Dorothy Sayers, a good friend of the wickedly smart and funny C.S. Lewis, once wrote an essay on work. In her essay, she ragged on the shoddy work quality of the post-WWII Allied countries who began making cruddy products because they wanted to capitalize on a quicker buck after the war. She said that one who truly pursues the idea of vocation doesn’t just do any kind of work – they do good work done well.
Perhaps what we should be asking isn’t, “Would you like to work less and earn more?” That’s what the Allies said after WWII and it produced cruddy work for a while. Perhaps what we should be asking is, “Would you like to earn less but serve more?” If you say “yes,” then it really doesn’t matter where you work. It matters how you work. If you want to work less and serve more, you are in the perfect position to wake up tomorrow and know that the work you did today helped someone else breath easier.
And that feels pretty nice.
I tack on a post-script thought for us bloggers, artists, and content creators. John Green from the VlogBrothers on YouTube had a great video about making money on the web and I link it here for you to enjoy. He asks what the real motivation of making money is in regards to ads. I’ve been to a number of blogs lately interested in making money through the use of ads, services, products, etc. Heck, I sell stuff on here. But perhaps we should take a step back from time to time and ask why we want that money. Is it to get paid producing quality content or is it about producing quality content and hopefully getting paid? The way you answer that matters a lot. I won’t condemn any money-making practices here; I may utilize one of them one day. Hopefully, though, this video will provide some inspiring, self-reflective thoughts. No matter what, friends, may we do good work and do good work done well.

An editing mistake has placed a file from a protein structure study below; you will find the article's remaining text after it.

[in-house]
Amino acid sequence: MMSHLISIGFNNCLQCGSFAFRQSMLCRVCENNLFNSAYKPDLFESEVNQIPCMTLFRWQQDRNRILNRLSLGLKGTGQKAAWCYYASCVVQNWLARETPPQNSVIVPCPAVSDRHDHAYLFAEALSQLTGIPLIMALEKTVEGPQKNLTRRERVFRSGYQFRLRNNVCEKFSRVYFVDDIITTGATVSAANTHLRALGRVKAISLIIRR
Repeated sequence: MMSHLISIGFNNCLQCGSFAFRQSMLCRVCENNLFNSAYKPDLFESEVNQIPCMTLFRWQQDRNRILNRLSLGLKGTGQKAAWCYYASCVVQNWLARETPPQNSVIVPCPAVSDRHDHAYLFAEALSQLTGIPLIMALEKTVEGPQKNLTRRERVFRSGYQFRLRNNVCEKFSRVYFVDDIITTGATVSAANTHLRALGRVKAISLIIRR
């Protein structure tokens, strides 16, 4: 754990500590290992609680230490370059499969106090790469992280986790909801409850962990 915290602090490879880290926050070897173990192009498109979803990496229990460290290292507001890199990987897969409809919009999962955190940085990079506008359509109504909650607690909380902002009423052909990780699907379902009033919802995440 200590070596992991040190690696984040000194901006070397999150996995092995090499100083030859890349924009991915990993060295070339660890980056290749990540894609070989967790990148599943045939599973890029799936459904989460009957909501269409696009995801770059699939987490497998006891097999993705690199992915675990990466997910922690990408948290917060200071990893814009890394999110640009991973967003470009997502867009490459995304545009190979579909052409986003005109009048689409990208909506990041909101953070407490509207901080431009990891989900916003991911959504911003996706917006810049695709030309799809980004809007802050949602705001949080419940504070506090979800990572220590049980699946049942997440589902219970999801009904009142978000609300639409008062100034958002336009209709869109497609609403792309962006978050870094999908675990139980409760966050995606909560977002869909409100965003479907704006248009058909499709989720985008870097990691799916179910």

“Alright, everybody, let’s get intentional and focused with our ludonarrative dissonance using the frustration-aggression theory and careful, calculated, responsible actions…”
…is an example of a sentence I would construct using words I just learned. But it’s also the main point to this blog: let’s all get aggressive.
Understand that I am all about world peace. I’m all about solving problems of homelessness, starvation, world hunger, human rights, and so on. But perhaps lately we’ve gotten a little soft in areas we shouldn’t and hard on topics that don’t matter, like why some believe Miley Cyrus is the Pied Piper of today’s youth. Compare her videos to issues like injustice for racial minorities in our court systems and, well, it kind of feels like a waste of a good argument.
You see, many groups believe that fighting is a bad thing. They are the kind of groups that say, “Don’t fight. If you want to fight, either take up kickboxing or download some Yani and chill out.” Fighting sucks, there’s no question there, but it’s not quite avoidable. Fighting is inevitable. So, if we gotta do it, let’s do it right.